In a statement on Wednesday, Donald Trump announced that he would not be attending Thursday’s Republican presidential debate due to the presence of Megyn Kelly and what he has deemed a “childish…and taunting” PR statement from Fox News.
Instead, Trump stated that he would be holding an alternative event to raise money for veterans and wounded warriors at Drake University.
However, it appears veterans want nothing to do with Trump—Paul Rieckhoff, the founder and CEO of the Iraq and Afghanistan Veterans of America (which includes 150,000 veterans) made a statement on Twitter stating the group would refuse any money that came from Trump’s fundraiser.
If offered, @IAVA will decline donations from Trump's event. We need strong policies from candidates, not to be used for political stunts.— Paul (PJ) Rieckhoff (@PaulRieckhoff) January 27, 2016
According to ThinkProgress, the IAVA “is one of the largest and most politically influential veterans’ groups in the United States [and] they will not make an endorsement in either the 2016 primaries or the general election in November. 'We hold them all accountable and have always been nonpartisan,’ Rieckhoff said of the many candidates vying for the White House.”
Trump’s move to boycott the debate, a calculated political statement undertaken only to bring more attention to himself, did not go over well with Rieckhoff and IAVA, who saw right through his charade. Rieckhoff explicitly clarified that, “Vets don't need political stunts. We need candidates to present smart, specific plans on VA reform, suicide…If folks want to support vets, $$ doesn't need to be funneled through a political campaign. Just donate directly to groups doing good work.”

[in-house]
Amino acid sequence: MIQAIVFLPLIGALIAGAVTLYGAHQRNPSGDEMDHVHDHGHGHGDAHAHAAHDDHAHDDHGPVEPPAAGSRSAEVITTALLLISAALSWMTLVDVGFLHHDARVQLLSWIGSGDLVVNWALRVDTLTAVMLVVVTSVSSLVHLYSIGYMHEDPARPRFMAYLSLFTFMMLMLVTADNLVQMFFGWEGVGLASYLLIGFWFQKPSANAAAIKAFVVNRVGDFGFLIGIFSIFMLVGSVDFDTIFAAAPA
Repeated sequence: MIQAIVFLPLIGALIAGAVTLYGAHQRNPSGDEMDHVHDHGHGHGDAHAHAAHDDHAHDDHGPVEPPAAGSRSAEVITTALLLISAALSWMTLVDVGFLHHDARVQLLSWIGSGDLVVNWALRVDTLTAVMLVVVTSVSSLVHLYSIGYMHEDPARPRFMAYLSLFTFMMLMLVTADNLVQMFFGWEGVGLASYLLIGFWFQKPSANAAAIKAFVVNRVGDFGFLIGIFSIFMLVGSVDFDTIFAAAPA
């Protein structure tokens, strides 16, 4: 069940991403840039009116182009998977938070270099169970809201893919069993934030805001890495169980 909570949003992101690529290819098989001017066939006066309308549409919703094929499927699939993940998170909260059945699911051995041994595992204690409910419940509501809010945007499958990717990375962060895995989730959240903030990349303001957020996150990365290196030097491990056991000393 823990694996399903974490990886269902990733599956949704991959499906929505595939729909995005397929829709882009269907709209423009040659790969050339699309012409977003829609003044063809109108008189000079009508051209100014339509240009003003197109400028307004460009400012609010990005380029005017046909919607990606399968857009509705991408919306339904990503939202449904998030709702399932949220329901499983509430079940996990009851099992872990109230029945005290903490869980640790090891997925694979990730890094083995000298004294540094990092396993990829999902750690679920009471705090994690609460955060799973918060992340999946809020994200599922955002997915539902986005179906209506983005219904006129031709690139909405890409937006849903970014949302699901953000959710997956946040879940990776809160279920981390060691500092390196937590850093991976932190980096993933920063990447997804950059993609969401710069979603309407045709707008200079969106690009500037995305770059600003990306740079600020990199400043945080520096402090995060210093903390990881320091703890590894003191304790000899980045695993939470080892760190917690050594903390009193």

Sen. Ted Cruz has jumped into the situation as well; a group of his Super PACS claimed that they would donate $1.5 million to veterans groups is Trump participated in the debate.
Rieckhoff called out the politically-driven nature of this “charitable” offer as well:
Now it's Cruz yanking vets into the nastiness of the presidential fights before Iowa. This is not what vets need. https://t.co/xY9zwQX11n— Paul (PJ) Rieckhoff (@PaulRieckhoff) January 28, 2016
Many criticized Rieckhoff and the IAVA for this stance, arguing that regardless of the motives, the donations would help veterans. Yet Rieckhoff remained firm, declaring that accepting money from political campaigns set a “bad precedent.”
Trump has claimed 2 other candidates want to join his event at Drake University, yet has not specified any names yet. If the IAVA will not accept his donations, it remains to be seen which veterans group will.
Banner / Thumbnail : Reuters